The Texas Aggregates & Concrete Association (TACA) – the leading state trade association for the aggregate, concrete, cement and associated industries – welcomed more than 90 attendees to its Environmental & Sustainability Seminar on Sept. 10-12 at the Marriott Riverwalk in San Antonio.
At the conference, TACA’s “WIN-WIN-WIN: The Financial and Community Power of Conservation Easements” panel, explored what happens when mining companies consider their post-mining land uses, and – in concert with land trusts – seek to capture the land’s remaining value. Panel thought leaders included Jim Bradbury, attorney-at-law; Tim Mallicoat, president and CEO, Rasmussen Group that operates the Hallett Materials Company in Texas; and Lori Olson, executive director, Texas Land Trust Council. Jill Boullion, executive director, Bayou Land Conservancy, moderated the discussion.
Olson kicked off the panel by defining just what a conservation easement is: “a written, legal agreement between a property owner and a ‘holder’ of the conservation easement, under which a landowner voluntarily restricts certain uses of the property in order to protect its natural productive or cultural features.” In 90% of the cases, she said, the holder is a land trust, of which there are 33 operating in Texas. The other 10% of holders would be a government entity.
Bradbury, who has handled many of these contracts, said conversation easements go well beyond the initial transaction. “The ability to plan for a piece of property and define its uses in advance is invaluable to a landowner and the surrounding community.”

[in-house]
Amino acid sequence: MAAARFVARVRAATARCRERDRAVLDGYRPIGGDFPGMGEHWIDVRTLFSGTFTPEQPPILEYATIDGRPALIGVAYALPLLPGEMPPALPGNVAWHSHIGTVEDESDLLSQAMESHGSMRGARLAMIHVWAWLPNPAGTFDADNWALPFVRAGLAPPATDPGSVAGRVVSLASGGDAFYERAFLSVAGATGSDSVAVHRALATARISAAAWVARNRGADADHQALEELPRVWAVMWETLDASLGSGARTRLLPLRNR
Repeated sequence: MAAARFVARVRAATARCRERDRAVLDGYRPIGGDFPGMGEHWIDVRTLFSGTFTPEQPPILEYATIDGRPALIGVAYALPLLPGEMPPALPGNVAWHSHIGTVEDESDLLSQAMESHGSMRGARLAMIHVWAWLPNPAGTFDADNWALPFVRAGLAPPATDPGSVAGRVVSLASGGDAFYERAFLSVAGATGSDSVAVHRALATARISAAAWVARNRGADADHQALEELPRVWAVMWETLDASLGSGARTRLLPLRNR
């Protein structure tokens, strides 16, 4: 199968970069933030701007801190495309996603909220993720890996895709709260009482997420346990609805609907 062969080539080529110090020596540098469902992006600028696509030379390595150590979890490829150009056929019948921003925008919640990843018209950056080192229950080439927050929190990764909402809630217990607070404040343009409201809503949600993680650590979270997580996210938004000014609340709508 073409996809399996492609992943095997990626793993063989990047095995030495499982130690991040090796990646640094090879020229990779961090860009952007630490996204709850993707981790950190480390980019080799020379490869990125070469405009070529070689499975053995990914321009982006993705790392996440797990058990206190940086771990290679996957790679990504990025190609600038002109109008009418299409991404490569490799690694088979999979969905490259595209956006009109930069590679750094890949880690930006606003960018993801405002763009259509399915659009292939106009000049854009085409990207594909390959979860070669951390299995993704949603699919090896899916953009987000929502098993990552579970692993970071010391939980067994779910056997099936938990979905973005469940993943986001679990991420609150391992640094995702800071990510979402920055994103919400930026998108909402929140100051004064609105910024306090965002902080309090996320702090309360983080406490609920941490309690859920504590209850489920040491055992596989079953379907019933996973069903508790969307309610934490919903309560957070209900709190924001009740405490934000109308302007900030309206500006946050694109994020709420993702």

According to the Texas Land Trust Council, more than 85% of residents live in urban areas and more than 95% of the state’s land is privately owned. With a conservation easement, landowners retain ownership of the land, but manage the property in partnership with the land trust.
Panelists agreed that all parties involved – the landowners (many of whom are aggregate mining operators), land trusts and local communities – can realize significant benefits from conservation easements. These include tax benefits to the landowner in the form of IRS tax breaks, appraisal reductions and, in some cases, cash back. And, of course, preserving natural habitats.
Mallicoat, whose group operates sand and gravel companies in the Houston area, said conservation easements have been beneficial. “We are able to preserve and mitigate wetlands on our properties, which are monitored by the Bayou Land Conservancy land trust, along with our own environmental specialists. With the conservation easement, we are doing what we want to and are supposed to be doing.”
Bradbury concluded with some advice. “The best thing to do if you have a valuable piece of land on your property is to have the land trust check it out.”